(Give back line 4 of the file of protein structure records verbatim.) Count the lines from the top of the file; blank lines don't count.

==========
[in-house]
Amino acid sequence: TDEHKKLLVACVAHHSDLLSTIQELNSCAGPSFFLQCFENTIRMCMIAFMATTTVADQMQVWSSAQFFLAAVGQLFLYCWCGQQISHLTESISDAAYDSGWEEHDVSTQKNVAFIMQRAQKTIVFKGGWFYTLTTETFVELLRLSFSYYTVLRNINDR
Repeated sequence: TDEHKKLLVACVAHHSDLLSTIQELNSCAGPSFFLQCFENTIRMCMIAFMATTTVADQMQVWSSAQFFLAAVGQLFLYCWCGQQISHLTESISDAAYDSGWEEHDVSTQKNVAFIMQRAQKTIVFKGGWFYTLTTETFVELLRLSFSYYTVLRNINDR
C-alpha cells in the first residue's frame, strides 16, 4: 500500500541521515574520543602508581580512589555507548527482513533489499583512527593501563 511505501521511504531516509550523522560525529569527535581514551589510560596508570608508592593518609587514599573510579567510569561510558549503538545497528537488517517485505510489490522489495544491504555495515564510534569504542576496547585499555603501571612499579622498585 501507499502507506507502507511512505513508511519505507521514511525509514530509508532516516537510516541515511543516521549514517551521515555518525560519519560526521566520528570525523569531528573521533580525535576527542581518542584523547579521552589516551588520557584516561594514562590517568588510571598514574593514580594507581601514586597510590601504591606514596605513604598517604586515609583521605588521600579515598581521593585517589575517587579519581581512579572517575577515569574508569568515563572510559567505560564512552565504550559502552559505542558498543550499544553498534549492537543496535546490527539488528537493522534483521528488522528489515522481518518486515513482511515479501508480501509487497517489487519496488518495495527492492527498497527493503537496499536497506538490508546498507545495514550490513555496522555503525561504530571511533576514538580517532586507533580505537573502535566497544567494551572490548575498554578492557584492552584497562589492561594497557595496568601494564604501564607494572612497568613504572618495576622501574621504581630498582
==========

C-alpha cells in the first residue's frame, strides 16, 4: 500500500541521515574520543602508581580512589555507548527482513533489499583512527593501563 511505501521511504531516509550523522560525529569527535581514551589510560596508570608508592593518609587514599573510579567510569561510558549503538545497528537488517517485505510489490522489495544491504555495515564510534569504542576496547585499555603501571612499579622498585 501507499502507506507502507511512505513508511519505507521514511525509514530509508532516516537510516541515511543516521549514517551521515555518525560519519560526521566520528570525523569531528573521533580525535576527542581518542584523547579521552589516551588520557584516561594514562590517568588510571598514574593514580594507581601514586597510590601504591606514596605513604598517604586515609583521605588521600579515598581521593585517589575517587579519581581512579572517575577515569574508569568515563572510559567505560564512552565504550559502552559505542558498543550499544553498534549492537543496535546490527539488528537493522534483521528488522528489515522481518518486515513482511515479501508480501509487497517489487519496488518495495527492492527498497527493503537496499536497506538490508546498507545495514550490513555496522555503525561504530571511533576514538580517532586507533580505537573502535566497544567494551572490548575498554578492557584492552584497562589492561594497557595496568601494564604501564607494572612497568613504572618495576622501574621504581630498582